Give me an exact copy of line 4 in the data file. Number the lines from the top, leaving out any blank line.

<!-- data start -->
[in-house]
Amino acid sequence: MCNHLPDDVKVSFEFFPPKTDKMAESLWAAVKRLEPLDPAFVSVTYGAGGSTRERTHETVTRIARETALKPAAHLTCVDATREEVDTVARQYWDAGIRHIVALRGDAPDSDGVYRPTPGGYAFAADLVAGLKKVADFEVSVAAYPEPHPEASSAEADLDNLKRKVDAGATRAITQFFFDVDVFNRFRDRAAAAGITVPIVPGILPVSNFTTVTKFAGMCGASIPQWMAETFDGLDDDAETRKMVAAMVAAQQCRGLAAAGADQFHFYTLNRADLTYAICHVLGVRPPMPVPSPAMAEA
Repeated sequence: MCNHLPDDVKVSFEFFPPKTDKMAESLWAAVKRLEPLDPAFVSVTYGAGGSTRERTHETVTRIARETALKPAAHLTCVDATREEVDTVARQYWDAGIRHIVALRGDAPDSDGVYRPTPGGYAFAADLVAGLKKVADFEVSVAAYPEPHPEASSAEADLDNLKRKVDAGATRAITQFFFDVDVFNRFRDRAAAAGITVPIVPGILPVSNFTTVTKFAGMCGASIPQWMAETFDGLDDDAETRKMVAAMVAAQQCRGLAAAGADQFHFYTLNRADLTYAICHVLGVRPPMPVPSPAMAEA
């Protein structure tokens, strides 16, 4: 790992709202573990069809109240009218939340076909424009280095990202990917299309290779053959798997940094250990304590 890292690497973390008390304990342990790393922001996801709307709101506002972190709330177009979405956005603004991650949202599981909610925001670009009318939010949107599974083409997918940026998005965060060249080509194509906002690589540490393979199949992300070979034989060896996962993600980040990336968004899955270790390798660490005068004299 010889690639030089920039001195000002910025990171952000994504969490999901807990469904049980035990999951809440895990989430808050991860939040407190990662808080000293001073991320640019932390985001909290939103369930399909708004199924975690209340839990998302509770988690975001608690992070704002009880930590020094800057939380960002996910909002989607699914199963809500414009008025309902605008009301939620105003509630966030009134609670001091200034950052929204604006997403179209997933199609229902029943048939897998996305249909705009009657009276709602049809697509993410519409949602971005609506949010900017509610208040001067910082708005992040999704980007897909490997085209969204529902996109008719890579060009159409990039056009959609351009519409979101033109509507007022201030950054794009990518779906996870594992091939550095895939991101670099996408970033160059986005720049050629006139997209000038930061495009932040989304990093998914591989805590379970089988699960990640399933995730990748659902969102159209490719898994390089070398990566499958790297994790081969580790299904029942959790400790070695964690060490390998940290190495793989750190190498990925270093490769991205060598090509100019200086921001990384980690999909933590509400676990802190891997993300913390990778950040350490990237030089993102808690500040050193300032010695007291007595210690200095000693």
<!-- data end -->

């Protein structure tokens, strides 16, 4: 790992709202573990069809109240009218939340076909424009280095990202990917299309290779053959798997940094250990304590 890292690497973390008390304990342990790393922001996801709307709101506002972190709330177009979405956005603004991650949202599981909610925001670009009318939010949107599974083409997918940026998005965060060249080509194509906002690589540490393979199949992300070979034989060896996962993600980040990336968004899955270790390798660490005068004299 010889690639030089920039001195000002910025990171952000994504969490999901807990469904049980035990999951809440895990989430808050991860939040407190990662808080000293001073991320640019932390985001909290939103369930399909708004199924975690209340839990998302509770988690975001608690992070704002009880930590020094800057939380960002996910909002989607699914199963809500414009008025309902605008009301939620105003509630966030009134609670001091200034950052929204604006997403179209997933199609229902029943048939897998996305249909705009009657009276709602049809697509993410519409949602971005609506949010900017509610208040001067910082708005992040999704980007897909490997085209969204529902996109008719890579060009159409990039056009959609351009519409979101033109509507007022201030950054794009990518779906996870594992091939550095895939991101670099996408970033160059986005720049050629006139997209000038930061495009932040989304990093998914591989805590379970089988699960990640399933995730990748659902969102159209490719898994390089070398990566499958790297994790081969580790299904029942959790400790070695964690060490390998940290190495793989750190190498990925270093490769991205060598090509100019200086921001990384980690999909933590509400676990802190891997993300913390990778950040350490990237030089993102808690500040050193300032010695007291007595210690200095000693």